Linux Founder Still Sees No Reason to Use GPLv3

By Steven Vaughan-Nichols  |  Posted 06-12-2007
The good news for GNU GPLv3 (General Public License Version 3) supporters is that Linus Torvalds, the father of Linux, thinks the final draft is better than the earlier ones. The bad news is that he has "yet to see any actual reasons for licensing under the GPLv3."

In a discussion on the LKML (Linux Kernel Mailing List) on the possibility of using both GPLv2, the open-source license now used by Linux, and GPLv3, which is scheduled to be finalized on June 29, Torvalds weighed in saying, "I consider dual-licensing unlikely (and technically quite hard), but at least possible in theory."

While Torvalds said he was "impressed [by the latest GPLv3 draft] in the sense that it was a hell of a lot better than the disasters that were the earlier drafts," that doesn't mean he actually likes it.

"I still think GPLv2 is simply the better license," continued Torvalds.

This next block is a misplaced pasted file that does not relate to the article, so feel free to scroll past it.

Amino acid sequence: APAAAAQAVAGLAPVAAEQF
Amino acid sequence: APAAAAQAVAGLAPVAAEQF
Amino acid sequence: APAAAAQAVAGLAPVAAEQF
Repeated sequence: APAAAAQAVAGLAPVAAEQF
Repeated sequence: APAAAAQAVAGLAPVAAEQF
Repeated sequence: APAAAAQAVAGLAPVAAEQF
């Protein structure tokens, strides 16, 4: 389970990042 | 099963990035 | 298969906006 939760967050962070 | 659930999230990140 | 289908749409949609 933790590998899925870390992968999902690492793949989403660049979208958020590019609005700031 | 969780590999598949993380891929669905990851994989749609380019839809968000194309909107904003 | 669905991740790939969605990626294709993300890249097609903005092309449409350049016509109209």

Click here to read the GPLv3's authors' comments on its final draft.

Besides, he dismisses most of the arguments for the GPLv3. "All I've heard are shrill voices about 'Tivoization' (which I expressly think is OK) and panicked worries about Novell-MS (which seem way overblown, and quite frankly, the argument seems to not so much be about the Novell deal, as about an excuse to push the GPLv3)."

In "Tivoization" a device-maker uses GPLv2 code, such as Linux, but doesn't release sufficient details of the system to enable users to install modified source code on the device (for example, signature keys required for modified binaries to run), under the argument that the appliance's software was never meant to be user-accessible.

Read the full story on Linux-Watch: Linux Founder Still Sees No Reason to Use GPLv3

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